Moritz Schularik is Professor of Macroeconomics at the University of Bonn and Research Professor at New York University. He is director of the MacroFinance Lab and a full member of the Berlin-Brandenburg Academy of Sciences. He conducts research on financial markets, the causes of financial crises and economic history and advises, among other things, central banks and international organizations.
The federal government is planning a debt of almost 180 billion euros in its budget for 2021. Many are now asking: Can we even afford that? They say: yes we can. Why?
We currently have a situation on the financial markets that allows us to take on this debt on very favorable terms – and that over many years, so that the debt that we have to pay off at some point is increasingly reduced through growth and inflation. In this crisis situation, government debt even makes sense because it enables us to prevent the economy from collapsing even more and therefore the debt ratio to rise even more relative to economic output.
What consequences will the corona recession have for national debt in the short term?
We are in the absurd situation that we are currently making money by going into debt – around two billion euros this year. The financial market is ready to give the German finance minister money and also to pay him for it. This is basically an invitation to make money. In the short term, there is no question that what the German Ministry of Finance has implemented was economically correct and sensible. Germany rightly receives praise and recognition for its macroeconomic stabilization policy. Without these government support measures, the economy would collapse much more severely. There would be much greater structural damage as companies go bankrupt and workers lose their jobs.
So was there no alternative to the sharp rise in national debt?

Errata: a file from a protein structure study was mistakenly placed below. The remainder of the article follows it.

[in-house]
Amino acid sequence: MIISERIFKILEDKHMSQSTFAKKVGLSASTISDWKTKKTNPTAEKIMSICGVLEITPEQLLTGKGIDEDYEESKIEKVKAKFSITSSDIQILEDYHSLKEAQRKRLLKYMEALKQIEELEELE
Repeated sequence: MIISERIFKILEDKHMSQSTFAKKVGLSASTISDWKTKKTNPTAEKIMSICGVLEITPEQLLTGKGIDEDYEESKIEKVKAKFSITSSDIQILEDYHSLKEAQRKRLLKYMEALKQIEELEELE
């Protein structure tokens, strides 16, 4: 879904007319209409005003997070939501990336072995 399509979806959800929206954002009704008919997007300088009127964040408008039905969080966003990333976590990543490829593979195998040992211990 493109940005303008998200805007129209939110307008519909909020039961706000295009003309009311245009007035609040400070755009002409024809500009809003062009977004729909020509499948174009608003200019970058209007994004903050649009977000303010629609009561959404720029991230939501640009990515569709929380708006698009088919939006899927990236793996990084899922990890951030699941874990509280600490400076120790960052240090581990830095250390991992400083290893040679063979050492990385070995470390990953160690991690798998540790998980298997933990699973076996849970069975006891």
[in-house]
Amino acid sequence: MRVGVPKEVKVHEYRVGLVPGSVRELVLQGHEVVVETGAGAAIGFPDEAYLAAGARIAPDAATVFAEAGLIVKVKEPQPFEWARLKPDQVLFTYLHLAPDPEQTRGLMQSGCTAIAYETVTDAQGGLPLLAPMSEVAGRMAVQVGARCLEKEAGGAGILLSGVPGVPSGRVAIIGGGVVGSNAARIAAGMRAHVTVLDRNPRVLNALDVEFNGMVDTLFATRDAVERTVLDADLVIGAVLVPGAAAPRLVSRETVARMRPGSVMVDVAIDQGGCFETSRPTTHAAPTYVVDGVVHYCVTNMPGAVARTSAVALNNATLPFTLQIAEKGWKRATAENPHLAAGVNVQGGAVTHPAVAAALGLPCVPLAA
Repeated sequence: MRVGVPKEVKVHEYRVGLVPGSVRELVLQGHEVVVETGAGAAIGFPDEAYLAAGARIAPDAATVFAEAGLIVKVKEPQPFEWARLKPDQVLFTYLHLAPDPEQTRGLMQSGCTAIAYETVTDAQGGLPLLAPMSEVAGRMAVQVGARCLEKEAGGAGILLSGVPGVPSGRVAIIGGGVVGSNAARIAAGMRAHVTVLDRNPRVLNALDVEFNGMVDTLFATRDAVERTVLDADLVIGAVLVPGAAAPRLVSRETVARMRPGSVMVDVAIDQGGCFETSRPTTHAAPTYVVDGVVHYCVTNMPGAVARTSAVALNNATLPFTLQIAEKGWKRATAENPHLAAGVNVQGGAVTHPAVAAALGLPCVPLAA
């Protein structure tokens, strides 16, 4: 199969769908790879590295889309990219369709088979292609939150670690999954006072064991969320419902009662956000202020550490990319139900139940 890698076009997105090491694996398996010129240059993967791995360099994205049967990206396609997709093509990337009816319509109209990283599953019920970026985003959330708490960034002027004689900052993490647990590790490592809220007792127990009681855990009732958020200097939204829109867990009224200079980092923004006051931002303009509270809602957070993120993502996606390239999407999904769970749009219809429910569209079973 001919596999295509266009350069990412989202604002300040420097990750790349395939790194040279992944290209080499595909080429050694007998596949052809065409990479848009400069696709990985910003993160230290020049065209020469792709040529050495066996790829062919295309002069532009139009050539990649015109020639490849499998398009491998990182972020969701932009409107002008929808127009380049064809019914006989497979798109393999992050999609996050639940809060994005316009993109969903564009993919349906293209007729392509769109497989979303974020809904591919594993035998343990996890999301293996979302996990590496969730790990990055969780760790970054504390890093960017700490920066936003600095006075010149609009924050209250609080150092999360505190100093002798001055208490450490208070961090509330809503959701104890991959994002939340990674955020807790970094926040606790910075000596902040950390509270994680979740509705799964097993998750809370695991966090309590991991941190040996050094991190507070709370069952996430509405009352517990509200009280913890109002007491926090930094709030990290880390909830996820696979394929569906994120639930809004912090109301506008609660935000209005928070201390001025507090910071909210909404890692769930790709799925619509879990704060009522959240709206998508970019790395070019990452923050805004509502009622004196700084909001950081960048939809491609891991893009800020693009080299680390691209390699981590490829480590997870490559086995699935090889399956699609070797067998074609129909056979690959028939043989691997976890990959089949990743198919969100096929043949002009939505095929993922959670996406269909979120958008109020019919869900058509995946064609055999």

At the macro level, we have two stabilization tools that we can use: monetary policy and fiscal policy. Interest rates are zero, monetary policy has done what it can do. After the financial crisis, we learned that when monetary policy is at its maximum, fiscal policy plays a key stabilizing role. In Europe in particular, the fact that we have been rather cautious has contributed to the weaker growth trend in recent years. For macroeconomic reasons, it was not ideal that budgets were cut too quickly in Europe after the financial crisis without the private sector being so healthy again that it could have stepped into the breach.
What are the long-term consequences of the national debt?
I assume that the economy will grow again next year. It is not yet clear whether we will get back to where we were before the crisis next year, but I would be rather optimistic. It is now like a one-off shock and we make up for it by going into debt to ourselves.
The euro crisis followed the Lehman crisis with a time lag. Are we threatened by a global debt crisis in two or three years?
You have to differentiate. I think the answer is very clear for Germany and also for other industrial nations: no. With the current level of interest rates, debt sustainability is not a problem at all in the long term. This whole discussion about repayment and tax increases is completely unnecessary. Under very conservative assumptions regarding the growth rate for Germany after Corona, the debt ratio will decrease again on its own. An alarmist discussion is underway that lacks economic foundations. Germany’s debt sustainability is out of the question and Corona does not change that.
That means that you would agree with Olaf Scholz if he said: “We will grow out of the crisis”?
Yes, one hundred percent. We are lucky in misfortune: The crisis came at a time when the international financial markets were very hungry for German government bonds, so that we can sell them with zero or negative interest rates and finance ourselves as dirt cheap. Because interest rates are so low, our debt service burdens are also low, and that makes it very easy to get out of debt.